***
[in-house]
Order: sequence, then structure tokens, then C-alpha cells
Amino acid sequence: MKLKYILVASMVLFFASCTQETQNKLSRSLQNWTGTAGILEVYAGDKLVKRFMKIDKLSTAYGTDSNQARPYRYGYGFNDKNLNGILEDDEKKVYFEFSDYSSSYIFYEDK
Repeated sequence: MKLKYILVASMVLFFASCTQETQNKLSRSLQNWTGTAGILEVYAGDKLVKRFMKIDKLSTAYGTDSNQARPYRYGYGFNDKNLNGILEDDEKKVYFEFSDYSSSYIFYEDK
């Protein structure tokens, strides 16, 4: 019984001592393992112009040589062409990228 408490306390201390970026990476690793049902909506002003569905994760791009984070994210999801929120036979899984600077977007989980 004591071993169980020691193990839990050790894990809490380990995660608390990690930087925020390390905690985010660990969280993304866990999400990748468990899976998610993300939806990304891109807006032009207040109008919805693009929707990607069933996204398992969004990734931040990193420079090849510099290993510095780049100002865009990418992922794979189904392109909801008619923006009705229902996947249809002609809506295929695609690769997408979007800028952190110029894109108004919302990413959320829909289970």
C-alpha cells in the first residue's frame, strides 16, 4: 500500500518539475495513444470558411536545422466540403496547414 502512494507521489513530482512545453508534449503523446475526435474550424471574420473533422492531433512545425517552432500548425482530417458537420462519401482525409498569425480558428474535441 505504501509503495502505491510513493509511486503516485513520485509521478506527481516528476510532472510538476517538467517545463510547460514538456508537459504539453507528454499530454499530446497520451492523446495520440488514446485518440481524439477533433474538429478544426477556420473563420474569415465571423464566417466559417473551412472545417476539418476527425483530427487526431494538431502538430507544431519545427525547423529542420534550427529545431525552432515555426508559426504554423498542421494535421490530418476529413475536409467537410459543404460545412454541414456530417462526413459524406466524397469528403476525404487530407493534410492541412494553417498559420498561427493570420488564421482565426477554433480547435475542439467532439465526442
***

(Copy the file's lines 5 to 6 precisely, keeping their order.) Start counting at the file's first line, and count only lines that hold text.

């Protein structure tokens, strides 16, 4: 019984001592393992112009040589062409990228 408490306390201390970026990476690793049902909506002003569905994760791009984070994210999801929120036979899984600077977007989980 004591071993169980020691193990839990050790894990809490380990995660608390990690930087925020390390905690985010660990969280993304866990999400990748468990899976998610993300939806990304891109807006032009207040109008919805693009929707990607069933996204398992969004990734931040990193420079090849510099290993510095780049100002865009990418992922794979189904392109909801008619923006009705229902996947249809002609809506295929695609690769997408979007800028952190110029894109108004919302990413959320829909289970």
C-alpha cells in the first residue's frame, strides 16, 4: 500500500518539475495513444470558411536545422466540403496547414 502512494507521489513530482512545453508534449503523446475526435474550424471574420473533422492531433512545425517552432500548425482530417458537420462519401482525409498569425480558428474535441 505504501509503495502505491510513493509511486503516485513520485509521478506527481516528476510532472510538476517538467517545463510547460514538456508537459504539453507528454499530454499530446497520451492523446495520440488514446485518440481524439477533433474538429478544426477556420473563420474569415465571423464566417466559417473551412472545417476539418476527425483530427487526431494538431502538430507544431519545427525547423529542420534550427529545431525552432515555426508559426504554423498542421494535421490530418476529413475536409467537410459543404460545412454541414456530417462526413459524406466524397469528403476525404487530407493534410492541412494553417498559420498561427493570420488564421482565426477554433480547435475542439467532439465526442